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Snowfall off, ski areas turn to technology

Lee Willey moved mountains of man-made snow with a snow groomer at Loon Mountain. An HKD tower gun sent out man-made snow near the base of the mountain.
Lee Willey moved mountains of man-made snow with a snow groomer at Loon Mountain. An HKD tower gun sent out man-made snow near the base of the mountain.Photos by Fred Field for the Boston Globe

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LINCOLN, N.H. — Just a few inches of snow had fallen in central New Hampshire, but a week after Halloween, skiers were schussing down the slopes of Loon Mountain Resort.

It was the earliest top-to-bottom opening ever for Loon, aided by tehcnological advances that have allowed ski resorts to make snow faster, more efficiently, and at higher temperatures than ever. Such advances are becoming critical to the region’s ski industry as climatologists predict warmer winters and less frequent snowfall. One dire forecast predicts that more than half of the 103 resorts in the Northeast will be out of business over 30 years if global temperatures rise as expected.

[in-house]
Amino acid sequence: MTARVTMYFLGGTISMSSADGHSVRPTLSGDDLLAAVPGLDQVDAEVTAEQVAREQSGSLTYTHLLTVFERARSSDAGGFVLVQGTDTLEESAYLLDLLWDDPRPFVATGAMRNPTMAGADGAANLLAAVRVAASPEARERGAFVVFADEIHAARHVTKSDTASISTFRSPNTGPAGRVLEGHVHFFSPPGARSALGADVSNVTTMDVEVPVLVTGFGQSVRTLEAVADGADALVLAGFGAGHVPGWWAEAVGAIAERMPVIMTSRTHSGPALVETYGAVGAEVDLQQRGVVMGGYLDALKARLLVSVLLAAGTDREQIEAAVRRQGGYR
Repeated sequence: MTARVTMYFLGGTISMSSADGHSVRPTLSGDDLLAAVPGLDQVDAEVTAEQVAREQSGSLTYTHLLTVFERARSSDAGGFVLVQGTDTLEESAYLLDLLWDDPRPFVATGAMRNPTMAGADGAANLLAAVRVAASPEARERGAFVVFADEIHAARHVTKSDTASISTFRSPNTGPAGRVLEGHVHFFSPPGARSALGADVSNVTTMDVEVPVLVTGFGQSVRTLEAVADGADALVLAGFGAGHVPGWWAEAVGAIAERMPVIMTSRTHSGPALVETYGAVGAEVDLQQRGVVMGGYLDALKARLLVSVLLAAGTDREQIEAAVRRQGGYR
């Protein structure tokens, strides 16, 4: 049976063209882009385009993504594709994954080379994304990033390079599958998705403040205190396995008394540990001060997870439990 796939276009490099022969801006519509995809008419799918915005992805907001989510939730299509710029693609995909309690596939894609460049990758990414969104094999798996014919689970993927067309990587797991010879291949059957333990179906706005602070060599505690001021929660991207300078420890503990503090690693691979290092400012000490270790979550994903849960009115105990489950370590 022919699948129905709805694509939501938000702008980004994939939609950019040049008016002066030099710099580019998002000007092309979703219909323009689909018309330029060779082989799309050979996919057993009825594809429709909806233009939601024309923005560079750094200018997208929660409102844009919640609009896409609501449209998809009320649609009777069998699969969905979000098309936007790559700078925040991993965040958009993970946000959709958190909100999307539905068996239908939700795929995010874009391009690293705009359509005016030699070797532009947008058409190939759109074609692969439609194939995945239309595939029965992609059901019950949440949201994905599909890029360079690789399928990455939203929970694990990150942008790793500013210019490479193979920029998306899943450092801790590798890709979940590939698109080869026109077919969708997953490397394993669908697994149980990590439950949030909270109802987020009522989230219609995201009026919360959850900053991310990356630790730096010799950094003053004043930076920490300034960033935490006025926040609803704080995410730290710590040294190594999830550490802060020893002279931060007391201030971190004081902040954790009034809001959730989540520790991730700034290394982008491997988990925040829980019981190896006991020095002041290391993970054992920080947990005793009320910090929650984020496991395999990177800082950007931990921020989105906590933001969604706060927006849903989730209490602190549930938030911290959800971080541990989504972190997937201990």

As a result, equipment manufacturers are investing millions to advance and adapt their technology to a warmer world.

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